When welding metal objects, it is possible for them to become electrified. If the welder is touching them they can quickly get electrocuted. Another similar risk is when there are two or more metal objects with the welder in the middle. In some situations, the objects may have voltage going through them, and when the welder touches them they complete the circuit.

This can cause the electricity to flow through them, which can quickly cause some very severe injuries or even death. Even if the electrical current is very minor, it can cause the welder to get shocked and pull away. This jerking motion can cause them to fall or get burned by the welding tools.

4. Personal Protection Equipment Requirements

Welders need to have access to a variety of different types of personal protection equipment in order to minimize any welding safety hazards. This equipment needs to be on site and in a place that is easy to access for anyone who will be using the welding tools.

Depending on the type of welding that is taking place, you’ll need to have at least the following types of PPE:

  • Welding Mask – Not surprisingly, a welding mask (such as this) is an essential piece of PPE for any welder. Most facilities will have each welder assigned their own mask to ensure it fits properly and they always have it when it is needed.
  • Hand Protection – When welding in tight places you often have to have your hands fairly close to the hot welding equipment. Protecting them with the proper protective gloves is very important.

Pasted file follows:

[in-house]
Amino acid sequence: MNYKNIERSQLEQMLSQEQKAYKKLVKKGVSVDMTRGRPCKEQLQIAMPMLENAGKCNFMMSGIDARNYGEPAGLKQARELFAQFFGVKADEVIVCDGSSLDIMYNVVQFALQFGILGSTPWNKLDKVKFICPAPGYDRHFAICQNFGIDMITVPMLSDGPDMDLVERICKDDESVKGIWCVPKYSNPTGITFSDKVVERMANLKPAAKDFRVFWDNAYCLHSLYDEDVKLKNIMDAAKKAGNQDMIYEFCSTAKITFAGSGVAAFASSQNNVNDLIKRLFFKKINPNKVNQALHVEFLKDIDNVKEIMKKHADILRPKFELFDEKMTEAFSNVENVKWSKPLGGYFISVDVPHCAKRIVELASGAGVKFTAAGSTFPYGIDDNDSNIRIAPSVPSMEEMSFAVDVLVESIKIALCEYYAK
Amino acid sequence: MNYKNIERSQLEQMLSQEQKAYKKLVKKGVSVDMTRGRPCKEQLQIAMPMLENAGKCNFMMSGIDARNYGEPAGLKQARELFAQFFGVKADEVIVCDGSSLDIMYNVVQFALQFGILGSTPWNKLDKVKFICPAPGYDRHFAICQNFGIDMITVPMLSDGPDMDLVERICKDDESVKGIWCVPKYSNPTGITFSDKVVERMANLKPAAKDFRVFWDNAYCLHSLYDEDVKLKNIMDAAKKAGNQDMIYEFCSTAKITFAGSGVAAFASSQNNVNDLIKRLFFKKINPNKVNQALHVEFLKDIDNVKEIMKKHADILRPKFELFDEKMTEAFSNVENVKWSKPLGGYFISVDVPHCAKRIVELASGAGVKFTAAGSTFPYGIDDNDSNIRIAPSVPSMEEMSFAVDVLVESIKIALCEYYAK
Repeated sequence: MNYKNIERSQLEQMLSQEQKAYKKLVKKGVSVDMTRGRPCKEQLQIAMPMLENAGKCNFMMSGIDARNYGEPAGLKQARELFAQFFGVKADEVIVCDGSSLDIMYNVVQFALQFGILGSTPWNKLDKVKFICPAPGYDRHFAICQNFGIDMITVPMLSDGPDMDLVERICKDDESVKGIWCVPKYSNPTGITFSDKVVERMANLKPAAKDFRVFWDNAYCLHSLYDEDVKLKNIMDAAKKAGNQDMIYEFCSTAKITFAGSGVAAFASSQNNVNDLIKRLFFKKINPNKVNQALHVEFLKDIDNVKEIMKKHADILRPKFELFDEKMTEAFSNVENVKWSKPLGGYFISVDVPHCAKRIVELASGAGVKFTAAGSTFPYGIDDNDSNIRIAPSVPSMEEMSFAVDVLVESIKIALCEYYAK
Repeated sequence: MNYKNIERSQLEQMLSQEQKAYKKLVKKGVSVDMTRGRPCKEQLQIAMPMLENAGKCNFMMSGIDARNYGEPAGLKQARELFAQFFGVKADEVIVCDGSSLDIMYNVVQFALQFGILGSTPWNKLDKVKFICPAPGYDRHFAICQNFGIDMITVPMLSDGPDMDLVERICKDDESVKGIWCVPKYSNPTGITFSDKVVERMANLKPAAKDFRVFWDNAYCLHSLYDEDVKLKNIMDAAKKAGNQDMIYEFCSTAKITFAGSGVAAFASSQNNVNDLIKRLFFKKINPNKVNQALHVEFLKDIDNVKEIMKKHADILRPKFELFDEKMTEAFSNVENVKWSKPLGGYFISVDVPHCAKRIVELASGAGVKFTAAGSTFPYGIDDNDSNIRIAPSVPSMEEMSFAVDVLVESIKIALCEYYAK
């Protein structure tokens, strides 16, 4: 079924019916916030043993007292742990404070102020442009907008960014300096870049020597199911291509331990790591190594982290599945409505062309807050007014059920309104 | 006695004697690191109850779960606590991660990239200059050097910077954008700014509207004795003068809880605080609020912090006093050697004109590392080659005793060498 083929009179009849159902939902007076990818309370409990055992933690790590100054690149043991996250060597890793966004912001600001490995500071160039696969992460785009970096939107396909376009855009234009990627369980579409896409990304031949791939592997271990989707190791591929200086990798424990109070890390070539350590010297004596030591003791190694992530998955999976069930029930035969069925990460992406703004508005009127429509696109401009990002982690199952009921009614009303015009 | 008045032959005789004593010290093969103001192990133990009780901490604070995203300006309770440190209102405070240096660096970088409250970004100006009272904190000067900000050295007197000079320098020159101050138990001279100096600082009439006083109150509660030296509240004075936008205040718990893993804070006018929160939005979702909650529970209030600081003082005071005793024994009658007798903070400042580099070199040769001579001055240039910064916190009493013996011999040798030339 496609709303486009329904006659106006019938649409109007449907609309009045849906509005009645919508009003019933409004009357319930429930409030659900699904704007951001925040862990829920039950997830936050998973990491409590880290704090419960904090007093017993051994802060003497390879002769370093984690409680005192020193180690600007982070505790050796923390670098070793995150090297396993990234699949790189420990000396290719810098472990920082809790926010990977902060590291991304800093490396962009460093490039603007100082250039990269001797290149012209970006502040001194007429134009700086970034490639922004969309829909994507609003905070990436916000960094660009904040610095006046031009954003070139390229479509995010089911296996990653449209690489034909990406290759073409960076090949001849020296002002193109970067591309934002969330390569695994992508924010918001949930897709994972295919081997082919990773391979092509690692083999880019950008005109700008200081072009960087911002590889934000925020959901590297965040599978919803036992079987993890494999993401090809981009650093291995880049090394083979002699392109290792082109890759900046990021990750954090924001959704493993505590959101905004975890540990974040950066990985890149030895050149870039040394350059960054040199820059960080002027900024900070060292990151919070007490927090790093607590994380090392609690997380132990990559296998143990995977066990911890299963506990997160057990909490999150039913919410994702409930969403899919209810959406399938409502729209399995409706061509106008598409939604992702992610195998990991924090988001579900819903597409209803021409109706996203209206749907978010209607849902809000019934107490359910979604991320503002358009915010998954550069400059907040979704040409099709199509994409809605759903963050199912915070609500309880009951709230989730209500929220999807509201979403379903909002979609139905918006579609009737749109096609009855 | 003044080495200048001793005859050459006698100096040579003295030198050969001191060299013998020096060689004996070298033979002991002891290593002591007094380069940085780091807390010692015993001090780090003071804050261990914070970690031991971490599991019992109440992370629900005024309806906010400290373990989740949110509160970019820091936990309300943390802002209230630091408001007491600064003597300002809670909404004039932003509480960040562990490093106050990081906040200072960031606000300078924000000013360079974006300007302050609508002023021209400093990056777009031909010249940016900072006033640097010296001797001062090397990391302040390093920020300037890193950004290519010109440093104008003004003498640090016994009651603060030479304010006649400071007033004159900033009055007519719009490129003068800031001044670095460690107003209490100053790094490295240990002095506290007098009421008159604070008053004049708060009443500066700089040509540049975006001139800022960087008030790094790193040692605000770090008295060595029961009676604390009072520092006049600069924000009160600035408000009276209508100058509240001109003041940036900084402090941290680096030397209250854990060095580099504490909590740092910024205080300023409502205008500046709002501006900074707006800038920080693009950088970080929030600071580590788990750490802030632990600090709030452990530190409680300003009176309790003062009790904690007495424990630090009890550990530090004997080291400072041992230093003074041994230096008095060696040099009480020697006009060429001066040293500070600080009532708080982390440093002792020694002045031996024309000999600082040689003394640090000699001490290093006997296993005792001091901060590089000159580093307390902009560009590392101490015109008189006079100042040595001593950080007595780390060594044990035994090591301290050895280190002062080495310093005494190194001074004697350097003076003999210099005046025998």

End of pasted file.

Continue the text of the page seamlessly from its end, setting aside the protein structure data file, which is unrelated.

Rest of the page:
• Breathing Protection – As mentioned above, it may be necessary to have breathing protection when there are harmful fumes present. In some cases, the welding mask will have a breathing apparatus built right in.
  • Hearing Protection – Welding machines can be quite noisy in some cases. In addition, moving the parts around that needed to be welded can create a lot of noise. Keeping the hearing of the employees safe is very important so make sure all employees have this type of PPE available at all times.

5. Safety Training is Essential

The final thing that needs to be addressed when it comes to reducing the risk of welding safety hazards is proper training. Whether you employ welders with years of experience, or they are just starting their career, they can always benefit from additional safety training.

Teaching them how to use all the personal protection equipment, for example, can help to avoid a variety of injuries. Keeping all welders up to date on how to use new equipment, and how to follow updated safety procedures is also going to help keep everyone safe.

As with just about all types of safety improvements, it will all come down to making sure everyone in the facility is properly trained. This training can be done in a one on one way with just the welder and their manager, or it can be done as a group. The important thing is that it is done so that everyone is on the same page for this important type of work.

Never Stop Improving Safety

Whether you own a facility, or you are the safety manager, you need to make sure you are constantly working to improve the overall safety of the area. When it comes to welding safety hazards, the above five items are an excellent place to start. Once you have them properly addressed, you can move on to identify other potential welding hazards and continue down a path toward a safer workplace.